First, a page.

I have a pretty simple setup that I use to add a bit of additional grunge/damage to the plants that otherwise would be tedious to hand paint every time. I also create Roughness, Opacity, and AO based on information from the imported bitmaps from ZBrush. Depending on the plant I sometimes add a bit extra detail here, but this is the general setup. It’s easy to swap out the input textures, so making variations is super fast.
After the textures are finished, I go into Maya and place them on planes. With preserve UVs on, I use the Multi-cut Tool & Edge loops to create UV shells that match the plant’s layout. Much bending and tweaking with soft selection later, I have some nicely curved leaves and a few variations of each plant. I also create vertex colors with a simple black > green gradient along the lines of each leaf that will serve as the wind information I’ll be adding in UE4.
In Unreal, I have a Foliage Master Material that’s set up for the usual textures, as well as having options for Base Color Tint, Subsurface Tint, Color Variation, Opacity, Normal Intensity, and Wind Speed/Intensity. I create instances of this material for each plant and just plug in the appropriate textures. A node I’ve found super useful is SpeedTreeColorVariation, which tints instances of the mesh it’s on for a more realistic color distribution for foliage. I try not to have the value for this set any higher than 0.1, as you’ll end up with some crazy colors instead of shades of green.
There’s a lot going on in this scene, even just on the ground, so I created textures for dirt, mud, river rocks, a larger broken up stone for where there was more pedestrian traffic along the trail, and loam with leaves & debris. I also ended up using the moss texture for some parts of the terrain to further the ‘everything is lush, green, & mossy’ look and tie in the rocks a bit better in some areas.
One of my favorite textures to work on was this riverside stones texture, with clumpings of rocks, and moss. Over the last few projects I’ve usually needed something like this, so I have a base with nice rock and scattering set up, that I can plop on top of whatever base material my scene needs—in this case, mud. That setup graph is pretty messy, and I really need to rework it, so I won’t show it here, but if you’re interested in some nice clumping techniques for smaller rocks that I utilized, check out Daniel Thiger’s fantastic tutorial series on Substance Designer (particularly Part 1: Pattern Creation & Natural Scattering). I like to use this material blending technique to create materials that flow nicely between each other in engine, and utilize other graphs that I’ve made without having to create too many additional bespoke textures, and it makes swapping versions out easy.
I used a similar technique for the loam material, just using the foliage textures/heightmaps I’d created earlier, and blended them all into each other and on top of the dirt material I had. This one got a bit messy, and I could probably have a cleaner normal map, but I think it turned out alright, especially as it mostly lives under trees and plants.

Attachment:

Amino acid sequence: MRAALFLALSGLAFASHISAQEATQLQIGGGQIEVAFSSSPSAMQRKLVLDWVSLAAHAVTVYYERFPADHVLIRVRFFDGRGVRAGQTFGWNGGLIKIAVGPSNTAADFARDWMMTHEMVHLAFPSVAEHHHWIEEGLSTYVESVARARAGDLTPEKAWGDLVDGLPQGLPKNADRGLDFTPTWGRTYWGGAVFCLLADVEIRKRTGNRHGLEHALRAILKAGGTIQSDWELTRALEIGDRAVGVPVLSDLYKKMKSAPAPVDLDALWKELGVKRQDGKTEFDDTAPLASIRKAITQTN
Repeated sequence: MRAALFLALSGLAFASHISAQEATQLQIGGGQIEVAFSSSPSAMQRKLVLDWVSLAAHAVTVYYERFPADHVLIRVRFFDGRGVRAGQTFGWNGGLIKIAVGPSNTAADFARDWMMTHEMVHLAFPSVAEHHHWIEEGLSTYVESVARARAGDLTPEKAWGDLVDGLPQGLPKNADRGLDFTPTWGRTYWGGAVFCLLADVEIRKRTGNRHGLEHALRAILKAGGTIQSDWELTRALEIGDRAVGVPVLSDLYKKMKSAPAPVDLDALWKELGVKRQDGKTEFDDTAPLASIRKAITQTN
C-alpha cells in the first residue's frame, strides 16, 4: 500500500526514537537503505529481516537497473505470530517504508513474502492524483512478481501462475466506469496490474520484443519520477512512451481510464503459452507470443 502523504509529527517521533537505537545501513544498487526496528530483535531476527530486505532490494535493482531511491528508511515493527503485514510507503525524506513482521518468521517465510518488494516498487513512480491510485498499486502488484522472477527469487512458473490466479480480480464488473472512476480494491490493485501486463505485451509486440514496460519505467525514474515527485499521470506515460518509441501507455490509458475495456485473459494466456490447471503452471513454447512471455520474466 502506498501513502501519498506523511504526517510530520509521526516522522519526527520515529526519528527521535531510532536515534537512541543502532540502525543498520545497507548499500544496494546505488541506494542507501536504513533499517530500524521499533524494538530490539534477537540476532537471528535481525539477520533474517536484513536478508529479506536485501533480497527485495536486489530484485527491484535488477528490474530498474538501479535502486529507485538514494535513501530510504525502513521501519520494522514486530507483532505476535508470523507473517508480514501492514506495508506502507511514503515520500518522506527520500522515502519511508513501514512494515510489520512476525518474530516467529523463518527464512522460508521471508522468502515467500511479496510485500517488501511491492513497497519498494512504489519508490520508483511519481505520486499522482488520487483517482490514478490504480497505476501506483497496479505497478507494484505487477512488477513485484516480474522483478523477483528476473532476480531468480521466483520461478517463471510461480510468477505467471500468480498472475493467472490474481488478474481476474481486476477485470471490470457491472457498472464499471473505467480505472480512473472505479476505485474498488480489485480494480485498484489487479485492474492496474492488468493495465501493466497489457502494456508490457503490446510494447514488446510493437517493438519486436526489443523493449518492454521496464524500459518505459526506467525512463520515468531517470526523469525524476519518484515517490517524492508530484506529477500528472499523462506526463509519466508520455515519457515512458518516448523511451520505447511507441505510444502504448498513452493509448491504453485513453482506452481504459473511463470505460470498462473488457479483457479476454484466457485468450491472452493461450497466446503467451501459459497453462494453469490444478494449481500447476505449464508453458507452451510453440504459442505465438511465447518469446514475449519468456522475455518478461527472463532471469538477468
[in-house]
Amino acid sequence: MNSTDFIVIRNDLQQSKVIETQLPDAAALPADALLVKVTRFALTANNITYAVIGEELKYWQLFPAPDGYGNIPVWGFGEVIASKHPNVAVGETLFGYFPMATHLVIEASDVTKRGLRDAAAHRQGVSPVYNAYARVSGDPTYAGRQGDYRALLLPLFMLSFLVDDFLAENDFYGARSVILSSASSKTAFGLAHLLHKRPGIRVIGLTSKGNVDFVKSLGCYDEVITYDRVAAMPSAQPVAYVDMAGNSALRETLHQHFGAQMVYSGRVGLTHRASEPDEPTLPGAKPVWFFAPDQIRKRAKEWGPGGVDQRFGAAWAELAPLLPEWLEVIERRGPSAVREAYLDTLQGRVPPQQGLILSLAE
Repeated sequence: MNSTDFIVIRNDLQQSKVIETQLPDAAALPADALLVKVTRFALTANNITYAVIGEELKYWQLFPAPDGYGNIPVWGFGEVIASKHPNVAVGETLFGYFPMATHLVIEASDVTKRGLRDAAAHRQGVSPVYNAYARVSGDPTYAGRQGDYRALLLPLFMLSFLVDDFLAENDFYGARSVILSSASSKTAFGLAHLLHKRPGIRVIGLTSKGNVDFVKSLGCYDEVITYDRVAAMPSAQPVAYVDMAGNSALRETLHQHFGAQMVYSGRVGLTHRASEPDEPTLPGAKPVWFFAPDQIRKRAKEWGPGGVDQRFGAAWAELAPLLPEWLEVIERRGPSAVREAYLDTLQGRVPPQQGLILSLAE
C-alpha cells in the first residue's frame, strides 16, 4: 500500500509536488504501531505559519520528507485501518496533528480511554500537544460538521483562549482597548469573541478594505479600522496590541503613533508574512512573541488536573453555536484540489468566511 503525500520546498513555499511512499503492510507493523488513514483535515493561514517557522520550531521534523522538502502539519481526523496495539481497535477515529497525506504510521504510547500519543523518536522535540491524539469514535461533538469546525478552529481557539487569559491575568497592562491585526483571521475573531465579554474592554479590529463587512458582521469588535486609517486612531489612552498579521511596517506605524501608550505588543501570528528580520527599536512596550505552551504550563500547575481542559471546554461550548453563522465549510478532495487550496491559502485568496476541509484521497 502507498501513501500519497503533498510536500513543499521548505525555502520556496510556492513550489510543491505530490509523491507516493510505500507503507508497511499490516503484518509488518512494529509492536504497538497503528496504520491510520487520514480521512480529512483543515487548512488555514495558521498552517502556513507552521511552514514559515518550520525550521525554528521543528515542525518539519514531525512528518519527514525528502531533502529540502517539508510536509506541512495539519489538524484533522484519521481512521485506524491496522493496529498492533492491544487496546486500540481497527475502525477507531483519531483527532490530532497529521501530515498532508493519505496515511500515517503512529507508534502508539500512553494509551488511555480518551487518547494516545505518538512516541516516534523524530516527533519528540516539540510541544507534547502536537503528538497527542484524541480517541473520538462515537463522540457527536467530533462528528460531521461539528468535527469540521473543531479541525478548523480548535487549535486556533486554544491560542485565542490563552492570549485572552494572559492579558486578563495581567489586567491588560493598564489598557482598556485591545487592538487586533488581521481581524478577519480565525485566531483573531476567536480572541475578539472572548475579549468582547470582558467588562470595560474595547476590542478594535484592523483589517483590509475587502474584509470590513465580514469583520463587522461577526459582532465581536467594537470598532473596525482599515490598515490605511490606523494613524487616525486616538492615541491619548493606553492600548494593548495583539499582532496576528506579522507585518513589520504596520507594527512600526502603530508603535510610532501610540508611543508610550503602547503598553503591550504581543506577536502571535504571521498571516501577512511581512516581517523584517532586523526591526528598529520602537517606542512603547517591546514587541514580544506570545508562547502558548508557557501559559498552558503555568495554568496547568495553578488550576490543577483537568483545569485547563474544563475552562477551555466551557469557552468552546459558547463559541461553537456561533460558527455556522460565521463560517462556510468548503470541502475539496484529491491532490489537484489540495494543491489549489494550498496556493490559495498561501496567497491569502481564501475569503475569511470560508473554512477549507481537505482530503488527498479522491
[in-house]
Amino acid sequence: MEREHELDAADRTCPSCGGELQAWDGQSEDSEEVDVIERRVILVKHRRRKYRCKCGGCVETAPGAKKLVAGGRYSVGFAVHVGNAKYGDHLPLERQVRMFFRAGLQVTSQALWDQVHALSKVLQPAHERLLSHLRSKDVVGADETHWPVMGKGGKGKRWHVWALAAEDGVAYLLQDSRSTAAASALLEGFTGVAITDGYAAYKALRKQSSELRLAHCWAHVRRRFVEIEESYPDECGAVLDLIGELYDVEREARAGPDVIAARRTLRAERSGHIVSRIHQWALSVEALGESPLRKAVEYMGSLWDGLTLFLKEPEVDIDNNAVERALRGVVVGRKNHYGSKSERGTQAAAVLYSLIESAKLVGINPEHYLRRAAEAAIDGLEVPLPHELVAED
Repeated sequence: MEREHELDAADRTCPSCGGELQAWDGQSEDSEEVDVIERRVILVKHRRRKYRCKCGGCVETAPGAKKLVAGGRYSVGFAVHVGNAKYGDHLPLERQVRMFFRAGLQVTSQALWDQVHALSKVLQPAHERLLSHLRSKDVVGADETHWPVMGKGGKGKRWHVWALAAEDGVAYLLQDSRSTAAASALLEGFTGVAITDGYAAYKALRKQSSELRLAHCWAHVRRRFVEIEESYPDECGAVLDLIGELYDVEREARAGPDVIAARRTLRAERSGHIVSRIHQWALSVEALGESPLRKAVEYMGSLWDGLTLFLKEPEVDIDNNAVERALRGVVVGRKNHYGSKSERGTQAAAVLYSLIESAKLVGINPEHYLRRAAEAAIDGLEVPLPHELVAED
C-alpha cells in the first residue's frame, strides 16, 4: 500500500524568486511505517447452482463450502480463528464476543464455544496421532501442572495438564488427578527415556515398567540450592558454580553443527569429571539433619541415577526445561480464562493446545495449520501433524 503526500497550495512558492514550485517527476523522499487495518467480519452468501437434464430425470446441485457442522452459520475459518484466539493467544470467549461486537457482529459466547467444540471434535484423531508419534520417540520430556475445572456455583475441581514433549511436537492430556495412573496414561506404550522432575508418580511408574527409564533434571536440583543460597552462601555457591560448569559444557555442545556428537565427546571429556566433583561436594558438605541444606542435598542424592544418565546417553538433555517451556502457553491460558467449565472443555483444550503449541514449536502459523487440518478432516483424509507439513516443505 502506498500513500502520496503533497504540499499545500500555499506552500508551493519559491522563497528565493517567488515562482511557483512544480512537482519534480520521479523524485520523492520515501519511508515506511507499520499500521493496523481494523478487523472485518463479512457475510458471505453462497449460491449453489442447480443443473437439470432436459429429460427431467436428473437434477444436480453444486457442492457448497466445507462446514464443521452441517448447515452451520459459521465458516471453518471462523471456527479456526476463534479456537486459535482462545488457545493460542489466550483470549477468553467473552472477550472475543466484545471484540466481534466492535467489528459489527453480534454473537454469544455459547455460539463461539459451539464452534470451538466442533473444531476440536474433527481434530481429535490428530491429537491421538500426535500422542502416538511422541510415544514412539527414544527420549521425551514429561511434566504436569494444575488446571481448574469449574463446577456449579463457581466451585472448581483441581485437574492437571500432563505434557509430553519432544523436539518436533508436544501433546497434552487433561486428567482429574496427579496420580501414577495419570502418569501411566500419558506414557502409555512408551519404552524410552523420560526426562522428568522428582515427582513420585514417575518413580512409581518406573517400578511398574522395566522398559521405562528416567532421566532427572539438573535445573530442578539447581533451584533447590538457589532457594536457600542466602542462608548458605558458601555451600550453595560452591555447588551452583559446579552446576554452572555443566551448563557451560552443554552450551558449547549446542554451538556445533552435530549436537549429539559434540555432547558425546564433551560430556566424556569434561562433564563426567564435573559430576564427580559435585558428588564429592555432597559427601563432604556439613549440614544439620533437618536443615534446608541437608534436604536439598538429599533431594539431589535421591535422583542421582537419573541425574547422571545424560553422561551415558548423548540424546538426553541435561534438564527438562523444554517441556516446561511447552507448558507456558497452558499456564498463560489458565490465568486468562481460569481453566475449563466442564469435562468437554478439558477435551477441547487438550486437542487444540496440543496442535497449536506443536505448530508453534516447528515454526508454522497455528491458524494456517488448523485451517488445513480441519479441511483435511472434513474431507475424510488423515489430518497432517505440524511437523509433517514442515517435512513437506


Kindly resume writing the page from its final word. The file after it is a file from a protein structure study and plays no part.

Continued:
In Unreal, I set up a height-based blend material for the terrain using the Layer Blend node. This way I was able to combine the six ground materials I had set up so that they filled in the cracks between each other’s heights first when painting. Other than that, there’s not anything else really special with that material’s setup.
Populating the Scene
Generally, by the time I start populating, I have a rough blockout of where important assets like paths, streams, rocks, and trees are placed, but it’s important to me that I have points of interest that draw the viewer around the scene. No one wants a 3D space that’s only interesting from one angle. I try to vary the feeling of each area so it’s memorable compared to the other areas, and clump some assets so mentally you think, “oh, that’s the area filled with clovers” or “this is where the logs pile up”. If all your plants are evenly distributed everywhere, nothing stands out. You can also be informed by the real-world, such as that Maidenhair Ferns are usually found by water, or that rocks would pileup around the outer edges of stream curves because of the current. This sort of thing helps your scene feel more natural.
Pretty much everything in my scene is placed using UE4’s foliage tool. It’s a great way to scatter everything from small rocks and branches to trees & plants, There are all sorts of settings that allow you to control density, tilt, depth, size, and what angle surfaces you can spawn on, which gives you a lot of control over your placement.
Lighting & Finishing Touches
I’m going to be the first to admit that I’m not an expert at lighting. I mostly just fiddle with settings until I get something I like. For this scene, I wanted to work with the idea of being on an early morning hike, with the mist still in the air, and light just filtering over the mountains. Exponential Height Fog is great for that sort of mood. I also added played around with some LUTs before I settled on a bluish tone that makes me think sorta vintage, and ties back into being a memory of home.
I had a fantastic time taking Jeremy’s course, and I think I had my biggest growth spurt as a 3D artist during that time. I know I definitely didn’t want it to end when the 6 weeks were up. I feel so lucky to have gotten to study under some awesome industry mentors through CGMA and see the process that they use at their studios, as well as getting to interact with other students via forums and during Q&As.
Thank you to CGMA & 80.lv for letting me talk a bit about my process. It was seeing other writeups here of people’s experience taking CGMA courses that made me want to take them myself, so I’m super excited to have had the chance to be able to give a bit back to this community.